Good Faith Registration Overrides Lack of Rights or Legitimate Interests and Bad Faith Use

It is seen as a deficiency by some that a complainant is remediless under the UDRP for blatant bad faith use of a domain name registered in good faith. There have been a number of interpretative suggestions to rationalize a construction of the Policy to circumvent the paragraph 4(a)(ii) requirement for bad faith in the conjunctive. None of these constructions has gained any serious support. In RapidShare AG and Christian Schmid v. The holder of the domain name rapidshare.net, D2010-0598 (WIPO July 9, 2010) the 3-member Panel held that it “must apply the UDRP as it is, not as the Panel thinks it should be.”

The wistful coda to the sentence, “it should be” is an acknowledgment that the UDRP cannot reach as far as country code policies or of the Anticybersquatting Consumer Protection Act that require proof in the disjunctive. Bad faith use is a legal basis for forfeiture. “If, as the Panel suspects, the Respondent’s present use began only after the Complainant’s use became widely known, it could be inferred that this use has not been in connection with a bona fide offering of goods or services, but rather that it has been in bad faith to divert Internet users seeking the Complainant’s website.”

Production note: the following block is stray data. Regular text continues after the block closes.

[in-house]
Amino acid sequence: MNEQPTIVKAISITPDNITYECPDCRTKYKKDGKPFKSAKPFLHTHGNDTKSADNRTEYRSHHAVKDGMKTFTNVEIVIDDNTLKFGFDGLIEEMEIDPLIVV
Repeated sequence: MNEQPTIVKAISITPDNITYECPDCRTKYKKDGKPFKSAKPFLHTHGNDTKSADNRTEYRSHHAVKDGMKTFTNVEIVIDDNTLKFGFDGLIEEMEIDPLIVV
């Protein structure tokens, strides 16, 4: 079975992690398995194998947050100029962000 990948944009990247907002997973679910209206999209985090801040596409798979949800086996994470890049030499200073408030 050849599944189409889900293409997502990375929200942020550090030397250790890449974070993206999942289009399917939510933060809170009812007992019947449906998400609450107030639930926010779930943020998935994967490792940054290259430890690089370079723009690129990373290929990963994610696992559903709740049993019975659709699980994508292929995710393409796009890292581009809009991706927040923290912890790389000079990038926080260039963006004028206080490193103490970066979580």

Under the UDRP the complainant succeeds only by showing bad faith in the conjunctive, “as cumulative conditions which must both be satisfied for a complaint to succeed.” The RapidShare Panel made it clear (whatever its preference for a different outcome) that is was following precedent. It adopted the reasoning of three recent cases that forcefully rejected a unitary construction of the Policy, Camon S.p.A. v. Intelli-Pet, LLC, D2009-1716 (WIPO March 12, 2010), Burn World-Wide, Ltd. d/b/a BGT Partners v. Banta Global Turnkey Ltd, D2010-0470 (WIPO May 19, 2010), and Editions Milan v. Secureplus, Inc., D2010-0606 (WIPO ). The Panel in Camon noted that

This Panel is concerned that if panelists develop their interpretation of the Policy as they go along to meet the needs of trade mark owners who are suffering at the hands of domain name registrants, a stage will be reached where they will be acting beyond their remit. At some stage the issue must be a matter for the legislators and not the panelists. The Panel is concerned that that stage is very close at hand.

A transferee, of course, is answerable for its own conduct, so that from bad faith use bad faith registration can be inferred. In RapidShare there is an apparent discrepancy raising “some doubt as to whether there may have been a transfer since the Domain Name was originally registered.” However, “the Complainants must prove their case, as the UDRP specifies in its paragraph 4(a). The Complainants have not asserted, let alone substantiated, that the Domain Name has been transferred in bad faith.” Had there been an intermediary transfer, the result would have been different, based on the theory that transfer=new registration.

Levine Samuel, LLP <researchtheworld.com>
Gerald M. Levine <udrpcommentaries.com>
E-Mail gmlevine@researchtheworld.com

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